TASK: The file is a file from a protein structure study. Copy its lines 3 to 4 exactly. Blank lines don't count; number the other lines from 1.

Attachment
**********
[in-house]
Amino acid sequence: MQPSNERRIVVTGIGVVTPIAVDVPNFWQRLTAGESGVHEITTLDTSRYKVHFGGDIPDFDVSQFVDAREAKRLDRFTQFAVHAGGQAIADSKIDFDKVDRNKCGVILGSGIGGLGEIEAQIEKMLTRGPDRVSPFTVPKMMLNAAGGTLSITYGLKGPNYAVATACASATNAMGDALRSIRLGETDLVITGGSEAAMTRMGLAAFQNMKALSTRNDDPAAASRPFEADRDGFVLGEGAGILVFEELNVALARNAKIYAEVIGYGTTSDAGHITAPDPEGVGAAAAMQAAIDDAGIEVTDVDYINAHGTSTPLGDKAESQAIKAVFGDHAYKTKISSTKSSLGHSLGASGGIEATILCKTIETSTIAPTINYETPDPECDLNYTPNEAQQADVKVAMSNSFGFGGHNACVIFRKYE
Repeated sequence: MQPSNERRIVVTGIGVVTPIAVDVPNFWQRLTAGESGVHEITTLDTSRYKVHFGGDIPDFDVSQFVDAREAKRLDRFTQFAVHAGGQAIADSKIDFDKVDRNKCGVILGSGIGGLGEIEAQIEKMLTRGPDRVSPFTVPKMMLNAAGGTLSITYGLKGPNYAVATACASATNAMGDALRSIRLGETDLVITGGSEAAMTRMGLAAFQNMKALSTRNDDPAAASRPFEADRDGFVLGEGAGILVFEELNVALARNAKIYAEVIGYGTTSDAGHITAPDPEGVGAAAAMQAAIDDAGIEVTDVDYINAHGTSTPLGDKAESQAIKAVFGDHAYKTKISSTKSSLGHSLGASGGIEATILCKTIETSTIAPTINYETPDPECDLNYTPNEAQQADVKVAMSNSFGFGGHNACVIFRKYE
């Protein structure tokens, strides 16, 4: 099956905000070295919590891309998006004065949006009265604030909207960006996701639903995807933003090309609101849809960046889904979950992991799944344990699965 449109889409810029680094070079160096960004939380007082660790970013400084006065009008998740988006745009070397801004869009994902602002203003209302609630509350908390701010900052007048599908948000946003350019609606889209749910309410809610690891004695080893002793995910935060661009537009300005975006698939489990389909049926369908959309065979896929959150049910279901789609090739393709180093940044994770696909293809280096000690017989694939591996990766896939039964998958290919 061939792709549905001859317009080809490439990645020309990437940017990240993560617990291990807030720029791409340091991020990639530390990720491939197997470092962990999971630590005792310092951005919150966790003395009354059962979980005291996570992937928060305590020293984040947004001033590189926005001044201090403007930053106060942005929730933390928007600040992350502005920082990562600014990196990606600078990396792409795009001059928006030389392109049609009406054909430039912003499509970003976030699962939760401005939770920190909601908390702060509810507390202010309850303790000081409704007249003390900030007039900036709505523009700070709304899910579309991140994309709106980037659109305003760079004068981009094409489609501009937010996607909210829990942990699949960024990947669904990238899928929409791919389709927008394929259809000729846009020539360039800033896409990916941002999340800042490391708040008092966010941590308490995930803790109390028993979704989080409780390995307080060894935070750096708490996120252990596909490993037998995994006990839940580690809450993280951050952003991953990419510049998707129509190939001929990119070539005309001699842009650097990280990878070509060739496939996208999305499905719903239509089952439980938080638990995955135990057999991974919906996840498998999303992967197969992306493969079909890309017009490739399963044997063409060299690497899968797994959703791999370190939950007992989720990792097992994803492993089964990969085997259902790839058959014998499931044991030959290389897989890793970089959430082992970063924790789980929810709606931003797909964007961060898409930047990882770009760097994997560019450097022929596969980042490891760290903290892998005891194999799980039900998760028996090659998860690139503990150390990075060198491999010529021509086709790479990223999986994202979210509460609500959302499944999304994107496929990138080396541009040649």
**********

Repeated sequence: MQPSNERRIVVTGIGVVTPIAVDVPNFWQRLTAGESGVHEITTLDTSRYKVHFGGDIPDFDVSQFVDAREAKRLDRFTQFAVHAGGQAIADSKIDFDKVDRNKCGVILGSGIGGLGEIEAQIEKMLTRGPDRVSPFTVPKMMLNAAGGTLSITYGLKGPNYAVATACASATNAMGDALRSIRLGETDLVITGGSEAAMTRMGLAAFQNMKALSTRNDDPAAASRPFEADRDGFVLGEGAGILVFEELNVALARNAKIYAEVIGYGTTSDAGHITAPDPEGVGAAAAMQAAIDDAGIEVTDVDYINAHGTSTPLGDKAESQAIKAVFGDHAYKTKISSTKSSLGHSLGASGGIEATILCKTIETSTIAPTINYETPDPECDLNYTPNEAQQADVKVAMSNSFGFGGHNACVIFRKYE
């Protein structure tokens, strides 16, 4: 099956905000070295919590891309998006004065949006009265604030909207960006996701639903995807933003090309609101849809960046889904979950992991799944344990699965 449109889409810029680094070079160096960004939380007082660790970013400084006065009008998740988006745009070397801004869009994902602002203003209302609630509350908390701010900052007048599908948000946003350019609606889209749910309410809610690891004695080893002793995910935060661009537009300005975006698939489990389909049926369908959309065979896929959150049910279901789609090739393709180093940044994770696909293809280096000690017989694939591996990766896939039964998958290919 061939792709549905001859317009080809490439990645020309990437940017990240993560617990291990807030720029791409340091991020990639530390990720491939197997470092962990999971630590005792310092951005919150966790003395009354059962979980005291996570992937928060305590020293984040947004001033590189926005001044201090403007930053106060942005929730933390928007600040992350502005920082990562600014990196990606600078990396792409795009001059928006030389392109049609009406054909430039912003499509970003976030699962939760401005939770920190909601908390702060509810507390202010309850303790000081409704007249003390900030007039900036709505523009700070709304899910579309991140994309709106980037659109305003760079004068981009094409489609501009937010996607909210829990942990699949960024990947669904990238899928929409791919389709927008394929259809000729846009020539360039800033896409990916941002999340800042490391708040008092966010941590308490995930803790109390028993979704989080409780390995307080060894935070750096708490996120252990596909490993037998995994006990839940580690809450993280951050952003991953990419510049998707129509190939001929990119070539005309001699842009650097990280990878070509060739496939996208999305499905719903239509089952439980938080638990995955135990057999991974919906996840498998999303992967197969992306493969079909890309017009490739399963044997063409060299690497899968797994959703791999370190939950007992989720990792097992994803492993089964990969085997259902790839058959014998499931044991030959290389897989890793970089959430082992970063924790789980929810709606931003797909964007961060898409930047990882770009760097994997560019450097022929596969980042490891760290903290892998005891194999799980039900998760028996090659998860690139503990150390990075060198491999010529021509086709790479990223999986994202979210509460609500959302499944999304994107496929990138080396541009040649």